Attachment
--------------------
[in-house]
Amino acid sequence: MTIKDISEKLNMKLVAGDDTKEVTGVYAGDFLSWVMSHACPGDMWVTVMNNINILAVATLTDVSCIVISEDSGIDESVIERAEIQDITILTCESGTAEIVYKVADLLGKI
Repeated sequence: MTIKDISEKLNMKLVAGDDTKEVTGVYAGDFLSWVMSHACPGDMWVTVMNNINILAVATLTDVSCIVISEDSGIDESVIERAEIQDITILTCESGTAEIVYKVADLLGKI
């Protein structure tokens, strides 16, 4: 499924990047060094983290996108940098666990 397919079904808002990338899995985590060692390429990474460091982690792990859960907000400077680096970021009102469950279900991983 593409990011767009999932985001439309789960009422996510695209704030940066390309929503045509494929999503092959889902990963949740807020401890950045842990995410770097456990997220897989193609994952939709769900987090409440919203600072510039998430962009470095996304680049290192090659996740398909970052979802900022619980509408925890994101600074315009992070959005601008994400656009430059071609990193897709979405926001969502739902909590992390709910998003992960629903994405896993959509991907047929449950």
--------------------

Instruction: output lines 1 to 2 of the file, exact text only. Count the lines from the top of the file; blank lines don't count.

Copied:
[in-house]
Amino acid sequence: MTIKDISEKLNMKLVAGDDTKEVTGVYAGDFLSWVMSHACPGDMWVTVMNNINILAVATLTDVSCIVISEDSGIDESVIERAEIQDITILTCESGTAEIVYKVADLLGKI